This phrase "All relief not expressly granted herein is denied" is not free from ambiguities. The question is what does "herein" refer to? One interpretation is that the phrase refers to the latest Plaintiff's petition and therefore wipes out all causes of action against all parties. This is the argument advanced by NationsBank.
NationsBank's argument is also inconsistent with the supreme court's express goal of reaching the merits of a cause of action, instead of dismissing actions on procedural technicalities. See Dallas Market Center Development Co. v. Liedeker, 958 S.W.2d 382, 387 (Tex. 1997) (finding that restricting means of preserving error, when court's ruling on objection is otherwise clear from record, "would promote form over substance and be ill-advised"); see also State Dept. of Highways Public Transp. v. Payne, 838 S.W.2d 235, 241 (Tex. 1992) (holding that "rules changes must await the completion of that process; we do not revise our rules by opinion").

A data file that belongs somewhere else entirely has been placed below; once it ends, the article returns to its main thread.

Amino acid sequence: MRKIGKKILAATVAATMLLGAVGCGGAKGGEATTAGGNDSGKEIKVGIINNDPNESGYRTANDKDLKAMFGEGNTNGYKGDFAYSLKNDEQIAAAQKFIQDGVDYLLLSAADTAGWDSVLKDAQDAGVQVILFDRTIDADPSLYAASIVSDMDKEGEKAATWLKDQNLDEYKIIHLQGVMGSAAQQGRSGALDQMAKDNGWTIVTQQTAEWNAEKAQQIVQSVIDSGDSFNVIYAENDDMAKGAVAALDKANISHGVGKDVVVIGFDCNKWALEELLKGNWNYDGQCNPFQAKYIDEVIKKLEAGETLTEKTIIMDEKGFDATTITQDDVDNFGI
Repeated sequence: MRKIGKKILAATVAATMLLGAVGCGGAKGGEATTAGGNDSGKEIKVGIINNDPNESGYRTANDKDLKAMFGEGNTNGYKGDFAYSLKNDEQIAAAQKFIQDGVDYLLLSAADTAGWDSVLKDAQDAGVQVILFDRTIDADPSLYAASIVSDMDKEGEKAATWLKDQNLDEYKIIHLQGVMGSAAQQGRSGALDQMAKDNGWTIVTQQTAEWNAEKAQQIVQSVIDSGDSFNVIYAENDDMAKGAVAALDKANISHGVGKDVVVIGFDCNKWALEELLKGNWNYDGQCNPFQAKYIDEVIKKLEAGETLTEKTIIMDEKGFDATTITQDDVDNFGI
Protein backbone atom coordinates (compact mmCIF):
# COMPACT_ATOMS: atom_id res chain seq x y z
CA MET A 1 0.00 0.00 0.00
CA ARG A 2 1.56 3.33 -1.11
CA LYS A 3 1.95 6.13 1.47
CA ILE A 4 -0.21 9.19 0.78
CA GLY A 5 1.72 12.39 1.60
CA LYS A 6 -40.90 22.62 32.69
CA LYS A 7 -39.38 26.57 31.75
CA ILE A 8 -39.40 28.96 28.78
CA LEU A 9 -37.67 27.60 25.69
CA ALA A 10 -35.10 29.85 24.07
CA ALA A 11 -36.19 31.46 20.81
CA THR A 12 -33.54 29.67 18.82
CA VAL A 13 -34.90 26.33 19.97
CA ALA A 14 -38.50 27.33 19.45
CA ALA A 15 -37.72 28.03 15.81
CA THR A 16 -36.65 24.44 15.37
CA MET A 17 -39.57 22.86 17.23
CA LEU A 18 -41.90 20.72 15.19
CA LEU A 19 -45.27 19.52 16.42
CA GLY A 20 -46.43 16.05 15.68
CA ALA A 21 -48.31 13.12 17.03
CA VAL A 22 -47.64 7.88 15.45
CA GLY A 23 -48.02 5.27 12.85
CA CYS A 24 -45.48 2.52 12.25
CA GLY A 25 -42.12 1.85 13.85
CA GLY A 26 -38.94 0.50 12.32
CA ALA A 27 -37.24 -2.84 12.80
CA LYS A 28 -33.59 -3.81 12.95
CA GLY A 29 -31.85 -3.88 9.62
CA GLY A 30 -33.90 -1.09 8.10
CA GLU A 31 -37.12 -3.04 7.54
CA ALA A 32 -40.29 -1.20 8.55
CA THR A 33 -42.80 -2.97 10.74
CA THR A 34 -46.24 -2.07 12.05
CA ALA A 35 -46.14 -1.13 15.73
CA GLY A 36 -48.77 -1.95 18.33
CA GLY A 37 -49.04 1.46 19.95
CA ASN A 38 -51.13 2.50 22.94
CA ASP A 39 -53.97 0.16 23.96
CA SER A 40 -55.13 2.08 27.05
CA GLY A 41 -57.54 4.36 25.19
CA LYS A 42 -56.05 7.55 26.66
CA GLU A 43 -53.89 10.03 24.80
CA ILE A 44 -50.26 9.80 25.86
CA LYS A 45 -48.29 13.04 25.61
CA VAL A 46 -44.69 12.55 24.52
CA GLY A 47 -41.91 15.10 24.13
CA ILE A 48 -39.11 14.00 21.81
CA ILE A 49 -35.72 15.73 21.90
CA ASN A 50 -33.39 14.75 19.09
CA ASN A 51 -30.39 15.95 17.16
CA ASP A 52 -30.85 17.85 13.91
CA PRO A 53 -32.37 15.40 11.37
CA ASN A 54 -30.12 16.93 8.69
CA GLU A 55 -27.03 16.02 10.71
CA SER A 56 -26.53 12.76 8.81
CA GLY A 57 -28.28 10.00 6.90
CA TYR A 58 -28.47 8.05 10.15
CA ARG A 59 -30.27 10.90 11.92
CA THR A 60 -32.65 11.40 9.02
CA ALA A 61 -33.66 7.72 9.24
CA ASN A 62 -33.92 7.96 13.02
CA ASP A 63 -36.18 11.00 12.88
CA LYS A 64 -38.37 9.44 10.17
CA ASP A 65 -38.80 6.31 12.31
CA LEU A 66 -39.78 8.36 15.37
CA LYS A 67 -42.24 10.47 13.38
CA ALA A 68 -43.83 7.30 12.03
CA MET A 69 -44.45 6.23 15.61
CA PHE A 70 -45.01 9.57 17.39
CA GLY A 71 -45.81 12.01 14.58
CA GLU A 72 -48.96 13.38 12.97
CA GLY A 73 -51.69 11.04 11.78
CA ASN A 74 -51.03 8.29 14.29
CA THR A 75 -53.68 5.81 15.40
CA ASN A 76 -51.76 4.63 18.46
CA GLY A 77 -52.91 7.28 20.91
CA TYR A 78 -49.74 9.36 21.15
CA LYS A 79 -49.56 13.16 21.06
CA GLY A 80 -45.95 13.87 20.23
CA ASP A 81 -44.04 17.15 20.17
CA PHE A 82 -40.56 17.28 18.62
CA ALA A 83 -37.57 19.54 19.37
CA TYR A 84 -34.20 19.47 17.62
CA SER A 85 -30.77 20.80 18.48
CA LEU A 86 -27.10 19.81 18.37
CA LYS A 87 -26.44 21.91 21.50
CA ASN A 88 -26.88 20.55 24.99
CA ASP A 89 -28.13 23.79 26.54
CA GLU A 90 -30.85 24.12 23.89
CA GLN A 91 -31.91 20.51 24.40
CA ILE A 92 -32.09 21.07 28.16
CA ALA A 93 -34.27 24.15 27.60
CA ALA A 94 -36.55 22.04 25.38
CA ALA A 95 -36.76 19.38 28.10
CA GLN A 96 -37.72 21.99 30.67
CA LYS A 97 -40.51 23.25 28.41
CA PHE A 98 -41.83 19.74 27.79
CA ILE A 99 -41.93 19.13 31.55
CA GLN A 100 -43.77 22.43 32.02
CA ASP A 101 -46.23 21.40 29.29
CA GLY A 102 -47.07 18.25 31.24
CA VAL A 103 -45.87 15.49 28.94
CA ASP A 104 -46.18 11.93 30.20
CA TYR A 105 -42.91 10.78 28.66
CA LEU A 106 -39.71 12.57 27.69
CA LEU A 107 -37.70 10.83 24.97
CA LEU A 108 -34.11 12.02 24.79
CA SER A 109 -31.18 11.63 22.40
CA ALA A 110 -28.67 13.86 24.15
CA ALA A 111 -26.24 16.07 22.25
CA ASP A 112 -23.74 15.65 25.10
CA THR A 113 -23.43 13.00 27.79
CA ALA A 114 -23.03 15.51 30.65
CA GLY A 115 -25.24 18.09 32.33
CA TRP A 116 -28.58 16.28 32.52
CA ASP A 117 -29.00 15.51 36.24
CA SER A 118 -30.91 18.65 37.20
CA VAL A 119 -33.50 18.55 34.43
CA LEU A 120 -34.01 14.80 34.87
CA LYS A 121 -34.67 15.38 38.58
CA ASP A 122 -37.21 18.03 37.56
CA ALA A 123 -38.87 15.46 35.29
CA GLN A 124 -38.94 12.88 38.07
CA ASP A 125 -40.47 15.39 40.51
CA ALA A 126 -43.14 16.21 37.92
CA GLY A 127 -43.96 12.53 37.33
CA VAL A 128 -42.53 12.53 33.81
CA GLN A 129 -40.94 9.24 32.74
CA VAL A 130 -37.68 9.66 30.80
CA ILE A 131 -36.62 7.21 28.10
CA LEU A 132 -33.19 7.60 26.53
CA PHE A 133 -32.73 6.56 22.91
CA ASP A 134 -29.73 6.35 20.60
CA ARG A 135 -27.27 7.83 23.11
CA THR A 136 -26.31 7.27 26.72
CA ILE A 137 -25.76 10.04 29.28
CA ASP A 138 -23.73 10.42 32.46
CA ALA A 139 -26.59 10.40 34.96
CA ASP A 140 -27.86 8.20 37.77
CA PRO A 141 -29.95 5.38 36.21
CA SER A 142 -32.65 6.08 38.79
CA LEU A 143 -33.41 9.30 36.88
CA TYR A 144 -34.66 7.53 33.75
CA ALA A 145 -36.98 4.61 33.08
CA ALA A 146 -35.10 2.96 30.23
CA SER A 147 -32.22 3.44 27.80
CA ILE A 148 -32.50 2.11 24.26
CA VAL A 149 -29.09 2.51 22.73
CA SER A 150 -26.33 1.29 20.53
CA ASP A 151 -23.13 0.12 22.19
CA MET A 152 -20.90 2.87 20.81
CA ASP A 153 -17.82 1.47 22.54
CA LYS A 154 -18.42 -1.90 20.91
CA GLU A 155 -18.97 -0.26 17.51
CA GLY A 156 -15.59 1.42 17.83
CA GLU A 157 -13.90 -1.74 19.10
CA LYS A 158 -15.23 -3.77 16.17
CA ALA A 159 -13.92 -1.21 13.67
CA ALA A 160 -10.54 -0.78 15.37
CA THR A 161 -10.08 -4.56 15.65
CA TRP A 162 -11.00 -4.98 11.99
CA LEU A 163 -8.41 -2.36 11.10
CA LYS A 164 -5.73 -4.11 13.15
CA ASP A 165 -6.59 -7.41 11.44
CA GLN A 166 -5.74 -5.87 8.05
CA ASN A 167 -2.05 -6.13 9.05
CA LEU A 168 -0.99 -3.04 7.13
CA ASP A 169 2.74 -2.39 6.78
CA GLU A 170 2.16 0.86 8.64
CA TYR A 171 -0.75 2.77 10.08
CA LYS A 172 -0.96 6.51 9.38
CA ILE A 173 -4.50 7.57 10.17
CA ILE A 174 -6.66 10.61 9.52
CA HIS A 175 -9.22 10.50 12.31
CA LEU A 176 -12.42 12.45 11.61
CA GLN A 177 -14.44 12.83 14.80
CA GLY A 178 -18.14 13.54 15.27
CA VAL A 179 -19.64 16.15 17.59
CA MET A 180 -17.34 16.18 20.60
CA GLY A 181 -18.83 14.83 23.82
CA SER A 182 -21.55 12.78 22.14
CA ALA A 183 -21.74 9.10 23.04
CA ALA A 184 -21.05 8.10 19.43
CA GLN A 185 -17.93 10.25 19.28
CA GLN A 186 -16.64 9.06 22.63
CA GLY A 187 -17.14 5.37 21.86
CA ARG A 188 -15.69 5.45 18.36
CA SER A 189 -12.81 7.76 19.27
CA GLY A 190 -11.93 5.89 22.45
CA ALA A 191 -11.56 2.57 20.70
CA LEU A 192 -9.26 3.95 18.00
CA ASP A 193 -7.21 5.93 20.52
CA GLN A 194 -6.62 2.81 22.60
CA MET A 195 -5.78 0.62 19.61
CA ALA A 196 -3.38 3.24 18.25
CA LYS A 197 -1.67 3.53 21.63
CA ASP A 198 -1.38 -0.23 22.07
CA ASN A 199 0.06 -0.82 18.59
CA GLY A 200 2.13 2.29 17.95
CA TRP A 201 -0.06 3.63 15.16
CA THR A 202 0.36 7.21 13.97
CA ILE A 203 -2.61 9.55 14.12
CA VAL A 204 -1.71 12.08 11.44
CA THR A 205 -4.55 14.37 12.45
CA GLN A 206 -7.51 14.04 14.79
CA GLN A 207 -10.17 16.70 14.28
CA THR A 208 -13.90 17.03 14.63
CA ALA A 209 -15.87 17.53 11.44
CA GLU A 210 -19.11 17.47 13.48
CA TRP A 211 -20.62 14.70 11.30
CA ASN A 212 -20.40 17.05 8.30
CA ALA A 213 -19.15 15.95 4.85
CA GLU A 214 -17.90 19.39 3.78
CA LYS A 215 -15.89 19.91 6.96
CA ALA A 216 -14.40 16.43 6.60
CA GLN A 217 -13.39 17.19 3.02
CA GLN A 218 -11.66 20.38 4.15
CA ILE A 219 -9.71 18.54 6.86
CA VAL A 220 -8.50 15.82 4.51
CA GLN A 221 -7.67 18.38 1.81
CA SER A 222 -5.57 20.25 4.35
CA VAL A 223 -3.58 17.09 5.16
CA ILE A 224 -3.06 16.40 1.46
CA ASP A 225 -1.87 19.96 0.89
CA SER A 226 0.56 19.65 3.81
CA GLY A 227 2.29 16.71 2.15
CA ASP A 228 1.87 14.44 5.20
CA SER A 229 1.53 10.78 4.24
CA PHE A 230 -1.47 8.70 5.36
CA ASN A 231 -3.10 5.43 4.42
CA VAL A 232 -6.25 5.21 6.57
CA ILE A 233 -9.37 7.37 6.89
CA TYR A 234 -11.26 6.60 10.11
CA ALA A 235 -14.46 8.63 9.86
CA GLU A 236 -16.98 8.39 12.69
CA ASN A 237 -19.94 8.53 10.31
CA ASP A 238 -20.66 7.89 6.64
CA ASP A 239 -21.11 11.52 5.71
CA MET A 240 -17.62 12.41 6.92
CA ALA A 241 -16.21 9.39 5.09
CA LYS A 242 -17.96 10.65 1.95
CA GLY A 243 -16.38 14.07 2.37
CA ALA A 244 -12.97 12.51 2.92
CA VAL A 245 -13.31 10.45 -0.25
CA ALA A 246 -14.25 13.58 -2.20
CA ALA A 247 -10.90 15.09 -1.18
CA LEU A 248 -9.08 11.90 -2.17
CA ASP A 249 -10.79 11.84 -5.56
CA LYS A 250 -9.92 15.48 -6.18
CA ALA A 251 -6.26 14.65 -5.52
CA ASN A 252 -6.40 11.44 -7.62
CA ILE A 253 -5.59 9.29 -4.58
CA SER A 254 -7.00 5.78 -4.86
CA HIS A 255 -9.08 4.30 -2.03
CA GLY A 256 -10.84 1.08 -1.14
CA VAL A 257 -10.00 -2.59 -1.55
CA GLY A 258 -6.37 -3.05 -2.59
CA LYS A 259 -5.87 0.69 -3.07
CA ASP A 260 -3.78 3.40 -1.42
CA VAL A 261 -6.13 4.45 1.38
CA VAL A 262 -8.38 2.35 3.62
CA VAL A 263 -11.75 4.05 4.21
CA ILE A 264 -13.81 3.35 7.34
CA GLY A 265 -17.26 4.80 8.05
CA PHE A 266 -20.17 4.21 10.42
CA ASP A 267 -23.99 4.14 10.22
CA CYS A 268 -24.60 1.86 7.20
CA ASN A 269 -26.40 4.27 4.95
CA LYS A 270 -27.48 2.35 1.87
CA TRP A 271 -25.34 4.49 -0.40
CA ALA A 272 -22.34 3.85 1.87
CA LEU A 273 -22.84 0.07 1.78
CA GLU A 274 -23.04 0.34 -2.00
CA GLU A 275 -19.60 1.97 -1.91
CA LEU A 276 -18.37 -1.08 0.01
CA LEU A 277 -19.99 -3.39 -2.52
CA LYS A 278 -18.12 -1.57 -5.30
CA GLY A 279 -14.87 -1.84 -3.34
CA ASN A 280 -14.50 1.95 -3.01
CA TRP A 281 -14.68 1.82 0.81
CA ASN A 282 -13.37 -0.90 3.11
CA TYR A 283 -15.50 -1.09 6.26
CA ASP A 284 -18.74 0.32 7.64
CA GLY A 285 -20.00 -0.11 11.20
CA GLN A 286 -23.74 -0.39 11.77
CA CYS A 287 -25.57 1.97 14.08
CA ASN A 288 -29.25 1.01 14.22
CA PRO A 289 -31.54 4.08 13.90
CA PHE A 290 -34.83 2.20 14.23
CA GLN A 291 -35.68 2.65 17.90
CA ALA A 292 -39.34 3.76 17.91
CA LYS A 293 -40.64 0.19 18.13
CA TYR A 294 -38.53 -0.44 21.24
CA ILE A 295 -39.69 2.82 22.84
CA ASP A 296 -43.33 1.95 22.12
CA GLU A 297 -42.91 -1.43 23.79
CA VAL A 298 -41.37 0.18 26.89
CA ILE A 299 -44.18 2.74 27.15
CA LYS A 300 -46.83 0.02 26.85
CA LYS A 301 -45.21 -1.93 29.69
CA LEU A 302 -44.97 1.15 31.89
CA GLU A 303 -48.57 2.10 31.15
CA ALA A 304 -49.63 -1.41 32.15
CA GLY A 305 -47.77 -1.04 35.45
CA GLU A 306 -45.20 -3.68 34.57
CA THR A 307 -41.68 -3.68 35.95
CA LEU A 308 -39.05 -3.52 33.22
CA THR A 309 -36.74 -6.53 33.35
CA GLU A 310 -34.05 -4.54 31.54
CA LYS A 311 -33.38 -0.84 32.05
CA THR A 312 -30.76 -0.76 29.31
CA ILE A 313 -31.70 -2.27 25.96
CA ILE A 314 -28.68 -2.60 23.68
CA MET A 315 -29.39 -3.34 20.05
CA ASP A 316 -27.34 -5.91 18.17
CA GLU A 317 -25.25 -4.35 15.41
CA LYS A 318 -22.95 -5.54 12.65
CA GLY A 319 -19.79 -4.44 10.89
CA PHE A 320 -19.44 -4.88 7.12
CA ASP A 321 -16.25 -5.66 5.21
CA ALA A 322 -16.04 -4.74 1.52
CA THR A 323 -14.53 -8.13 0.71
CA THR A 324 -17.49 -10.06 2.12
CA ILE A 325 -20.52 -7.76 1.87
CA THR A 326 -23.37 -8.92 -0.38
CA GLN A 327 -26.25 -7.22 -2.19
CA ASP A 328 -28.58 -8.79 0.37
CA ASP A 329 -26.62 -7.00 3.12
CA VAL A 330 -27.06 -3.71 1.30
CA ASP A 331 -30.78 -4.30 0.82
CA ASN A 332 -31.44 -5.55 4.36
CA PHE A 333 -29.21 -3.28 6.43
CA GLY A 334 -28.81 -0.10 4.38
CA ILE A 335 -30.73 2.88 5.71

But, a more logical interpretation is that it refers to the motion being relied on and therefore applies to the movant, not the respondent. "Herein" refers to the motion and the interpretation is to be made by referencing the four corners of the document. In this case, NationsBank asked for and was granted a summary judgment in its favor and a certain amount of attorneys' fees. This was the entirety of their relief — "expressly granted." Any other relief to the movant that had not been expressly granted was denied.